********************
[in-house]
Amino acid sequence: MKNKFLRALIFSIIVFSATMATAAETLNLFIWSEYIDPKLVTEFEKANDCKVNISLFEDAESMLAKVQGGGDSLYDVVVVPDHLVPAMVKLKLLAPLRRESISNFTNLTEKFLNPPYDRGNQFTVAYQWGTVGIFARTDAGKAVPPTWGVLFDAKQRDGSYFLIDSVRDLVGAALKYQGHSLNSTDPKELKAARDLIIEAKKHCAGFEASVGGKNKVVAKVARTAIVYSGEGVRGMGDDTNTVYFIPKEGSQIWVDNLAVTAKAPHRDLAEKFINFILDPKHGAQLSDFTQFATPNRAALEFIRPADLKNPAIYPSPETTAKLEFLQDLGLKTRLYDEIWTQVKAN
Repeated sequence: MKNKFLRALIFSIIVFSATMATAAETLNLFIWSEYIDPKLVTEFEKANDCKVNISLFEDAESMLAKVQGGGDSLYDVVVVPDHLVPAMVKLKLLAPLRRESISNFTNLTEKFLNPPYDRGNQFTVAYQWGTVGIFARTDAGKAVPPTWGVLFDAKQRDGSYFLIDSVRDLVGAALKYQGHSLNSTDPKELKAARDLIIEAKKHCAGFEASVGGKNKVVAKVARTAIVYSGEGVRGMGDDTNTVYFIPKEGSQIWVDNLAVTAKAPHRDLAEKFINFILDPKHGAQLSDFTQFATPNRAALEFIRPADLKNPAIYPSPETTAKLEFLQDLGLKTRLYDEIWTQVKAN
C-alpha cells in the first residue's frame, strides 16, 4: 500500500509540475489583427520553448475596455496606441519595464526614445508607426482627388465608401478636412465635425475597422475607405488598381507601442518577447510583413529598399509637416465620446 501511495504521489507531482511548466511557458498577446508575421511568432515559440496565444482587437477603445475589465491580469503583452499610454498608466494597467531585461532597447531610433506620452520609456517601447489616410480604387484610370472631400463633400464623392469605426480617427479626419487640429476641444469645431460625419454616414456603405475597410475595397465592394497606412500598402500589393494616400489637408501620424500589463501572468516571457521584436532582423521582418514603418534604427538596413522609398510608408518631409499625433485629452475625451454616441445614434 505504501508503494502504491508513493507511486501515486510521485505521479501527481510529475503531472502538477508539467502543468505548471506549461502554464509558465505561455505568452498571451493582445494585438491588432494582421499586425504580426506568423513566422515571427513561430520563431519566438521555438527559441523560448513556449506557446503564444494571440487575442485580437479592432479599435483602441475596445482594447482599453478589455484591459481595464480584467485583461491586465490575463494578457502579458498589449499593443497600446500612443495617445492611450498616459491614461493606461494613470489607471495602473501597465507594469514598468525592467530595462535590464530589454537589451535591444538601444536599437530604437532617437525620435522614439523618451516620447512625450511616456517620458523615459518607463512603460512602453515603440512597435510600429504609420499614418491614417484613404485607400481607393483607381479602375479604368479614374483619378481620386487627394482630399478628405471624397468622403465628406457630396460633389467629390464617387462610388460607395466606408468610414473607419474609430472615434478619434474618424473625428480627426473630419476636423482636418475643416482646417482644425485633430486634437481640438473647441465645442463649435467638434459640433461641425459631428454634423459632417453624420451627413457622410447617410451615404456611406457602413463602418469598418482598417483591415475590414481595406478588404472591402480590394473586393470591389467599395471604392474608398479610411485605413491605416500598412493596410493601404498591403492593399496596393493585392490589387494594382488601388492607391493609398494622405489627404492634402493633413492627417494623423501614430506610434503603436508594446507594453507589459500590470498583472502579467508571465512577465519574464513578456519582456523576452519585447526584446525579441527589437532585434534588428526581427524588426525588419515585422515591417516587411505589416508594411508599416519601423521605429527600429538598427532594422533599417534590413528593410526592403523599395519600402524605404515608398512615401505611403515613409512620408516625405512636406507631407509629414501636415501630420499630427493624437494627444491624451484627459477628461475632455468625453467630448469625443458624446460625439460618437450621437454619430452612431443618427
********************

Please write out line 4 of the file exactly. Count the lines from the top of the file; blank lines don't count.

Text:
C-alpha cells in the first residue's frame, strides 16, 4: 500500500509540475489583427520553448475596455496606441519595464526614445508607426482627388465608401478636412465635425475597422475607405488598381507601442518577447510583413529598399509637416465620446 501511495504521489507531482511548466511557458498577446508575421511568432515559440496565444482587437477603445475589465491580469503583452499610454498608466494597467531585461532597447531610433506620452520609456517601447489616410480604387484610370472631400463633400464623392469605426480617427479626419487640429476641444469645431460625419454616414456603405475597410475595397465592394497606412500598402500589393494616400489637408501620424500589463501572468516571457521584436532582423521582418514603418534604427538596413522609398510608408518631409499625433485629452475625451454616441445614434 505504501508503494502504491508513493507511486501515486510521485505521479501527481510529475503531472502538477508539467502543468505548471506549461502554464509558465505561455505568452498571451493582445494585438491588432494582421499586425504580426506568423513566422515571427513561430520563431519566438521555438527559441523560448513556449506557446503564444494571440487575442485580437479592432479599435483602441475596445482594447482599453478589455484591459481595464480584467485583461491586465490575463494578457502579458498589449499593443497600446500612443495617445492611450498616459491614461493606461494613470489607471495602473501597465507594469514598468525592467530595462535590464530589454537589451535591444538601444536599437530604437532617437525620435522614439523618451516620447512625450511616456517620458523615459518607463512603460512602453515603440512597435510600429504609420499614418491614417484613404485607400481607393483607381479602375479604368479614374483619378481620386487627394482630399478628405471624397468622403465628406457630396460633389467629390464617387462610388460607395466606408468610414473607419474609430472615434478619434474618424473625428480627426473630419476636423482636418475643416482646417482644425485633430486634437481640438473647441465645442463649435467638434459640433461641425459631428454634423459632417453624420451627413457622410447617410451615404456611406457602413463602418469598418482598417483591415475590414481595406478588404472591402480590394473586393470591389467599395471604392474608398479610411485605413491605416500598412493596410493601404498591403492593399496596393493585392490589387494594382488601388492607391493609398494622405489627404492634402493633413492627417494623423501614430506610434503603436508594446507594453507589459500590470498583472502579467508571465512577465519574464513578456519582456523576452519585447526584446525579441527589437532585434534588428526581427524588426525588419515585422515591417516587411505589416508594411508599416519601423521605429527600429538598427532594422533599417534590413528593410526592403523599395519600402524605404515608398512615401505611403515613409512620408516625405512636406507631407509629414501636415501630420499630427493624437494627444491624451484627459477628461475632455468625453467630448469625443458624446460625439460618437450621437454619430452612431443618427